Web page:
Why would a CIA official interrogating a suspected al-Qaeda terrorist impersonate a Pentecostal preacher “laying on hands”? I was perplexed to read a recent Guardian article alleging a Guantanamo Bay interrogator would “put one hand on the forehead of a detainee, raise the other high in the air, and in a deep Southern drawl say things like, ‘Can you feel it, son? Can you feel the Spirit moving down my arm, into your body?’”
I served as US attorney from 2001 to 2006. I served as a US Navy JAG officer and prosecution team leader between 2008 and 2014 at the Office of the Chief Prosecutor, US Military Commissions. I have been to Guantanamo Bay many times, including the detention camps. I have sat face to face with a suspected al-Qaeda member and his attorney. I am also an evangelical Christian and the son of a Southern Baptist minister. I can tell you, this isn’t how you interrogate a suspected terrorist.
Typically, after a crime occurs, an investigator questions the suspect. A skilled interrogator will obtain a confession to a crime. There are many rules regarding permissible types of interrogation, but the most important thing is that the interrogator wants a truthful and voluntary statement that can be used in court.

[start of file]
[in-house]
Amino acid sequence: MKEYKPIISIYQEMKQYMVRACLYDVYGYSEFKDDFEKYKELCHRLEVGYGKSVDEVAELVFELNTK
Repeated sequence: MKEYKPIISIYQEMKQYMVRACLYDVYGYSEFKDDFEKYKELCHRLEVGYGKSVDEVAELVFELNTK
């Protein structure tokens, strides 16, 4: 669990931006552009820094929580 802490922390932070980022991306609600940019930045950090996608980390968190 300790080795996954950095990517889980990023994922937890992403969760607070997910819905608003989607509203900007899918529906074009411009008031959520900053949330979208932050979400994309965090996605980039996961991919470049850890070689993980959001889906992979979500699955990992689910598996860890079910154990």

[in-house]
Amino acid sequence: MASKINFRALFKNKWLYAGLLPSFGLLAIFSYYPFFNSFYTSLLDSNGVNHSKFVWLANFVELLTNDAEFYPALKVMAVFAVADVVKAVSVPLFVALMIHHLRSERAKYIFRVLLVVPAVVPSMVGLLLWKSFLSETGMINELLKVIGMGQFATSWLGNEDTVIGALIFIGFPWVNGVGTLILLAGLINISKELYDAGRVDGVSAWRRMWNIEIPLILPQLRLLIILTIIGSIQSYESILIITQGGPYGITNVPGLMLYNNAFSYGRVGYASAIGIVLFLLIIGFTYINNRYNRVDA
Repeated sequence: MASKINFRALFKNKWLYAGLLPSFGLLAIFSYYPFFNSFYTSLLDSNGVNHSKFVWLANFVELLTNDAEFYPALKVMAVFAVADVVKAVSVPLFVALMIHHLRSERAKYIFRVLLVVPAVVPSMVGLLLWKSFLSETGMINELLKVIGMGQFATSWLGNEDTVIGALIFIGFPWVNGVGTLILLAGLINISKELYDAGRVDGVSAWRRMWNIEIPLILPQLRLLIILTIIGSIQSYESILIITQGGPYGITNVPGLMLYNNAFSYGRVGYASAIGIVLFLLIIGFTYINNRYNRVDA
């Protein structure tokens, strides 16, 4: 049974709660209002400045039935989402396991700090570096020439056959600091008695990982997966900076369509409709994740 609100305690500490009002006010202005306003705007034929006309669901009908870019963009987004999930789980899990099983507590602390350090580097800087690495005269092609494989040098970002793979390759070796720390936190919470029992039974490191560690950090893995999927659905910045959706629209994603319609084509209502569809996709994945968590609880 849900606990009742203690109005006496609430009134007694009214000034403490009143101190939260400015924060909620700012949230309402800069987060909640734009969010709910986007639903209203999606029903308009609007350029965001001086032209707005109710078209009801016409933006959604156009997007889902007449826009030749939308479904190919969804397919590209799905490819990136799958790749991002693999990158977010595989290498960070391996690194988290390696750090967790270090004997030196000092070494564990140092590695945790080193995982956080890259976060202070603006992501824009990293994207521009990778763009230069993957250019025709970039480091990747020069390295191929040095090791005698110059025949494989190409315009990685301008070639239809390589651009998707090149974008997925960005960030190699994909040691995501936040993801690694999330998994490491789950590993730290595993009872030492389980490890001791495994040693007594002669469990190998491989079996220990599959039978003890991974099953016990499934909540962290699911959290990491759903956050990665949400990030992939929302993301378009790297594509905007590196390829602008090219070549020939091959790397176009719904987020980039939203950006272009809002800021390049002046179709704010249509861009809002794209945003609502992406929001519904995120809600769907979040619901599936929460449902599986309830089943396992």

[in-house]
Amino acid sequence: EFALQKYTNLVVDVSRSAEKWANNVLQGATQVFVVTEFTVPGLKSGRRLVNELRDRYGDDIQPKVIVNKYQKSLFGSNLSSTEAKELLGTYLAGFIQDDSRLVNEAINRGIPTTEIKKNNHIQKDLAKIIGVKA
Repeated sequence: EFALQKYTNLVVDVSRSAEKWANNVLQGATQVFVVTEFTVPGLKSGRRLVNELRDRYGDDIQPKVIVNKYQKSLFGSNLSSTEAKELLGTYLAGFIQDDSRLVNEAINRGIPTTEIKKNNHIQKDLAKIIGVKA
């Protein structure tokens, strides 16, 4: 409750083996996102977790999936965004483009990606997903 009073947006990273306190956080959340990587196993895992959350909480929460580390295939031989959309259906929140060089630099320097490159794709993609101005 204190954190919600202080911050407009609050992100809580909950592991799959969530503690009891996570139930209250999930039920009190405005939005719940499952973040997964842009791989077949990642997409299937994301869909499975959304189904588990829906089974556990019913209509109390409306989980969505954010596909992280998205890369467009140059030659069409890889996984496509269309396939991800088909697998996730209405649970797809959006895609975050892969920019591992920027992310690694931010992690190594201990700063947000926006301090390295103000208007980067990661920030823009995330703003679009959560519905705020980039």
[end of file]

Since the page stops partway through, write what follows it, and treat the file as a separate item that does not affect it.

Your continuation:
Prosecutors are ethically bound to introduce only untainted evidence before the court. Trial judges, using the well-established doctrine called “the exclusionary rule,” will bar statements and evidence not provided voluntarily.
I don’t think imitating a revivalist preacher about to “slay someone in the Spirit” would taint evidence. It’s not inhumane. But it is bizarre, and it shows the level of desperation the interrogators must have felt in getting actionable intelligence. That desperation has led to dark places in the recent past.
In 2002, the George W. Bush administration’s Justice Department released a legal memorandum that cleared the way for abusive interrogation techniques—called “enhanced interrogation techniques” or EIT. The memo authorized sleep deprivation, stress positions, slapping a detainee across the face, and waterboarding, which simulates the experience of drowning.
When I learned about the EIT memo, I knew federal courts would not accept evidence obtained through these techniques. I also knew there was tremendous pressure put on law enforcement officials to get convictions of terrorism suspects. The terrorist attacks of 9/11 made America scared and desperate. We were all concerned about another attack and felt duty bound to stop it. I remember James Comey, then deputy attorney general, telling all the US Attorneys to “shake the trees” and stop the next attack.
The Justice Department had actually prosecuted Texas Sheriff James Parker in 1983 for waterboarding criminal suspects. But in the topsy-turvy, Alice in Wonderland world of Guantanamo, contractors had Justice Department clearance to use abusive interrogation techniques. The shining city on the hill lost its light when it came to the treatment of some alleged war-crimes suspects in the years after 9/11.
An experienced federal criminal investigator will tell you they have many authorized techniques when they question suspects. The most effective is what the FBI calls rapport-based interrogation, which means the agent seeks to establish a relationship with the suspect and treats them humanely as required by federal law. That leads to true and voluntary confessions.